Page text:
Content marketing: Widely known, rarely understood
I had some figures put in front of me the other day that made me smile. Ninety three per cent of marketers believe themselves to be familiar with content marketing. Eighty six per cent of companies are using content marketing to attract or engage customers.
“Brilliant – the education war is over” I thought. “Just think of what we could do with those hundreds of man-hours spent each day explaining what content marketing is and convincing people of its worth. Think of all that time and effort and money we’re going to save.”
I flicked on a few pages, read some more stats, sighed and frowned. “Hold those man-hours everyone. Looks like we’re not done educating the masses just yet.”
According to this poll carried out by my research department, over 70 per cent of businesses use news articles in their content marketing strategies. I find this number scarily high. To me it suggests a lot of those claiming to be “familiar” with content marketing do not have a clue how to use it.
News simply isn’t appropriate for that many companies. It’s not even close.
Let me explain in layman’s terms. Try to think of yourself as the customer or the audience content marketing is trying to reach. Think about all the businesses you give your money to each day, week, month, year. Do you really want more than two-thirds to provide you with news? Are you the least bit interested in receiving updates on what two-thirds of these businesses or their industries are up to?
Of course not. In most cases you’ll probably find the news completely irrelevant. It won’t attract you. It won’t engage you. It may even put you off. Let’s say you’re an ordinary customer who isn’t aware of content marketing’s existence. I wouldn’t be surprised if you questioned why the news is there at all. “Who reads this stuff? How out of touch is this company if they think I’m going to spend any of my valuable time looking at it?”
Don’t get me wrong, I’m not trying to say news has no place in content marketing strategies. Events news can be ideal for travel companies, for example. Mergers and acquisition news can work for spread betting firms. Out of all the many businesses you give your custom to, I’m sure you can think of some from whom you’d be interested in news. I just don’t believe you can think of anything like 7 out of 10.
You see, the secret to the success of any content type is relevance.
Companies need to think about what their audiences want and tailor the content accordingly. It’s an incredibly simple idea and one Google – the master all content marketers aim to please – has been evangelical about for years. Yet a lot of people have not fully grasped it, as demonstrated I think by news’s continued prevalence. I’m almost certain the reason is many of those “familiar” with content marketing are not familiar with the content marketing of 2013. They’re familiar with the content marketing of five or six years ago instead. In talking to potential customers I see this huge gap between what they think they know and what they actually do know.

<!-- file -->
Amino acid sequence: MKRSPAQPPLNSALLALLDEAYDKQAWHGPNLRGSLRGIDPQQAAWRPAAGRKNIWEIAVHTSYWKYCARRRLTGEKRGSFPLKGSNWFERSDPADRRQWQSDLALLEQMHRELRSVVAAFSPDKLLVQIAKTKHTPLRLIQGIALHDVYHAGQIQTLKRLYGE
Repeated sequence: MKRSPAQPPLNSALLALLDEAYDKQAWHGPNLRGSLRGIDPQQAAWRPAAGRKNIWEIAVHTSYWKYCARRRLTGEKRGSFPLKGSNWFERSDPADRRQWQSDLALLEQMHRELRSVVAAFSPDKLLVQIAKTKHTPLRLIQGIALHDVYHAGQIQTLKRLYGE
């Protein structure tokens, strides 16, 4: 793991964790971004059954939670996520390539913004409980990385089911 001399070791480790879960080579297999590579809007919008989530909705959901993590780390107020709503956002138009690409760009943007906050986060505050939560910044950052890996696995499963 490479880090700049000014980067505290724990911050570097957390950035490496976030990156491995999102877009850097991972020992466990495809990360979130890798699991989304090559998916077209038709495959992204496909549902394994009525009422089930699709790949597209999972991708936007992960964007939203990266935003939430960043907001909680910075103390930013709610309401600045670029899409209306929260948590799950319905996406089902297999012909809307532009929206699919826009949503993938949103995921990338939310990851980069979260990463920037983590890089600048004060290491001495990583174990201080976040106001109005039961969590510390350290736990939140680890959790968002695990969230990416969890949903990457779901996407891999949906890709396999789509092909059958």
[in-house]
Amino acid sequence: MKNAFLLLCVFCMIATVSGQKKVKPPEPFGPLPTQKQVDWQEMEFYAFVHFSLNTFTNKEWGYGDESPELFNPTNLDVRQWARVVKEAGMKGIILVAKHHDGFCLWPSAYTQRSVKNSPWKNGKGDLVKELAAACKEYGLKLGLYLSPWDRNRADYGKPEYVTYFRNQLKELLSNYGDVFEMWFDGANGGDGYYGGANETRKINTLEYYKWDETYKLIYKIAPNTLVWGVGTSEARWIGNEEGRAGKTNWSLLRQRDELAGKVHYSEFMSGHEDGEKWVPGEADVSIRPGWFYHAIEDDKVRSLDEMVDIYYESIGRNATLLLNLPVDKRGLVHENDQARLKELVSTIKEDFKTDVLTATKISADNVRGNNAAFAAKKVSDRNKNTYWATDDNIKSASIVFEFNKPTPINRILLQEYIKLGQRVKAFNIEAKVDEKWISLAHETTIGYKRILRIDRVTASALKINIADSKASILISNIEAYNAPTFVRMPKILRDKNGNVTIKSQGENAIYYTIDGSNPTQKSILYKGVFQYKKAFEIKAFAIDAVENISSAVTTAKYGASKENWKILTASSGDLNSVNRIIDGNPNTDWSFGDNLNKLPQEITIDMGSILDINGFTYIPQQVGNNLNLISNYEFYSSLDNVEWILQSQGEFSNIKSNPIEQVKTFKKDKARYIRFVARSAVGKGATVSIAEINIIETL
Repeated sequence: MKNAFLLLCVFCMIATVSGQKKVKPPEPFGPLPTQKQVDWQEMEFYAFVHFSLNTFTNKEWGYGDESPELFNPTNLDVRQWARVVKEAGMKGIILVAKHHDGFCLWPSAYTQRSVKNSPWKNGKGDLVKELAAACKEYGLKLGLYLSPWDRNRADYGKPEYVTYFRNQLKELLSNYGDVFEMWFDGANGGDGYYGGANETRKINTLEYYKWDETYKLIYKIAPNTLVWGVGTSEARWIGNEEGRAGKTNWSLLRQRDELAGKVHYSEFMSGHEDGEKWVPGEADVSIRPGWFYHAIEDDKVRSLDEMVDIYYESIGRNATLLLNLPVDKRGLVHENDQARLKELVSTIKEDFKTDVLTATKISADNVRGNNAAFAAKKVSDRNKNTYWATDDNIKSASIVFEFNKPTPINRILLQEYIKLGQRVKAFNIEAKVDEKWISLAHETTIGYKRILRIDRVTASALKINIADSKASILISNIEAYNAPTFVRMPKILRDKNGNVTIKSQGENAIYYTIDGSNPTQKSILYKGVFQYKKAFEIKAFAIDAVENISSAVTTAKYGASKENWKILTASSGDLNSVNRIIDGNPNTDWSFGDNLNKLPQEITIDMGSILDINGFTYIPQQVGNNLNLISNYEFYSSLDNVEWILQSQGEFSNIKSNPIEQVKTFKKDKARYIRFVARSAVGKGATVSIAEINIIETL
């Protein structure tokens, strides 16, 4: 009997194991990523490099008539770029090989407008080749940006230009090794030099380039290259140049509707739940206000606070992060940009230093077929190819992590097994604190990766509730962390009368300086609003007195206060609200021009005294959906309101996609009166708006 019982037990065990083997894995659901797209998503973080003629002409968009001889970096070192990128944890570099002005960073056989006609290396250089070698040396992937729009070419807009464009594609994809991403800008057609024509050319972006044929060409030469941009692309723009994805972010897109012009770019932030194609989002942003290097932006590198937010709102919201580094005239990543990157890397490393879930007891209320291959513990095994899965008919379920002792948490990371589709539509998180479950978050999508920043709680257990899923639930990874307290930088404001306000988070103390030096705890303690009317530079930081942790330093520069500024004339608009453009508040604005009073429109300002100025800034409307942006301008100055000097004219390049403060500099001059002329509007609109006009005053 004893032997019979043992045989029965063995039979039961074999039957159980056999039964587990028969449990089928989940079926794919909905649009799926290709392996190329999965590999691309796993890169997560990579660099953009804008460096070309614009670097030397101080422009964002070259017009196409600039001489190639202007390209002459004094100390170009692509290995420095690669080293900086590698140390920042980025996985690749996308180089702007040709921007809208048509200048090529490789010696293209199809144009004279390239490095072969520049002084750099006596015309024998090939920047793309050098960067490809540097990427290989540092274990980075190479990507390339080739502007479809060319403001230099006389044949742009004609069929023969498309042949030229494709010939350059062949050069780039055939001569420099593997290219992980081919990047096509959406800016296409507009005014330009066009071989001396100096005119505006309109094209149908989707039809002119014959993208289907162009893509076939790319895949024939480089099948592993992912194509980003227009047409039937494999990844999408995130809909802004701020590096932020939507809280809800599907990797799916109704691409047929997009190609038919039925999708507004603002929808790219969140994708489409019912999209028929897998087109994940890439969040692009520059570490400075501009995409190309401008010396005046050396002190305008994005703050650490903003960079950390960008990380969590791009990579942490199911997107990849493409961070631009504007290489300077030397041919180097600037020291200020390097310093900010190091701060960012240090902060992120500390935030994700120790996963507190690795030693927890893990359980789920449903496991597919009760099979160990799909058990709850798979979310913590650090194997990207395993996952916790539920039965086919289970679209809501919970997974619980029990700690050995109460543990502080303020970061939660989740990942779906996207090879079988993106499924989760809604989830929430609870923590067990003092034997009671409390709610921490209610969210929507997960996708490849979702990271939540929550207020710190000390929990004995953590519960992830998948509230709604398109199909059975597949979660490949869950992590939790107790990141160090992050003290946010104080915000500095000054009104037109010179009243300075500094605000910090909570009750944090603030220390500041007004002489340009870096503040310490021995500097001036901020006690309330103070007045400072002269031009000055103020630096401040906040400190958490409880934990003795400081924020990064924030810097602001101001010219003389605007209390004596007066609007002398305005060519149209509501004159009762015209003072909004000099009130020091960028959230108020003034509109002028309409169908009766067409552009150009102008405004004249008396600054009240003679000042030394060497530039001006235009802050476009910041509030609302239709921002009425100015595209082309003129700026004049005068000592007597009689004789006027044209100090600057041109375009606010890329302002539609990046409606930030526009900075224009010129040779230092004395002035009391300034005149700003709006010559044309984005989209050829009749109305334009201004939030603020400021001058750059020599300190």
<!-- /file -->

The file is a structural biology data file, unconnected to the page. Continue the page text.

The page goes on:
Back in 2007 factors such as “is anybody going to bother to read this” were much less important than they are now. As long as content was published regularly and there were lots of keywords in prominent positions, it could do wonders for your website’s ranking in search results and this was the chief measure of success. Clickthroughs and conversions were secondary considerations. As long as companies could see themselves on page one of Google, it was assumed the content was working and all was right with the world.
In this context, news was the ideal fit for almost everyone. It was easy for businesses to find someone to produce it for them and from there even easier to achieve success. If you could get it into Google News, this content even had the ability to get you to the top of search results for keywords you couldn’t otherwise dream of ranking for. If a similar poll of content marketing was taken at the time – though bear in mind nobody was calling it content marketing back then – I imagine it would’ve shown a percentage news adoption well into the 90s. It was more or less the only game in town.
However, the one group this content didn’t work for was web users. Too often they would find themselves confronted with irrelevant content and Google decided to do something about it. In the name of ensuring the best search results for Joe Public, Google made its algorithms so sophisticated it forced content marketing to become about offering content that users actually want to see. Websites that didn’t do this would be penalised.
No longer was content marketing about exploiting loopholes in how Google generated its search results and writing content to attract its spider bots. To please the search engines you first had to please users. Never has this been more the case than today, and it’ll be even more the case tomorrow and the day after that.
So that’s why the 70 per cent news adoption stat made me sigh, and why I think it shows a lack of understanding. My career in content marketing began as a news writer and I’ve watched first hand as it evolved from a jack of all trades tool effective for everyone to a specialist tool effective for just a few.
As part of broad and varied content strategies, you need to continue to provide news content but if the news isn’t part of a recently developed strategy, I view it as a red flag that the strategy needs revisiting, as it is so often symptomatic of out-of-date tactics more likely to deliver negative results than positive. If your business has a news feed and you don’t know precisely what it offers to the audience you’re trying to reach, I strongly suggest you do the same.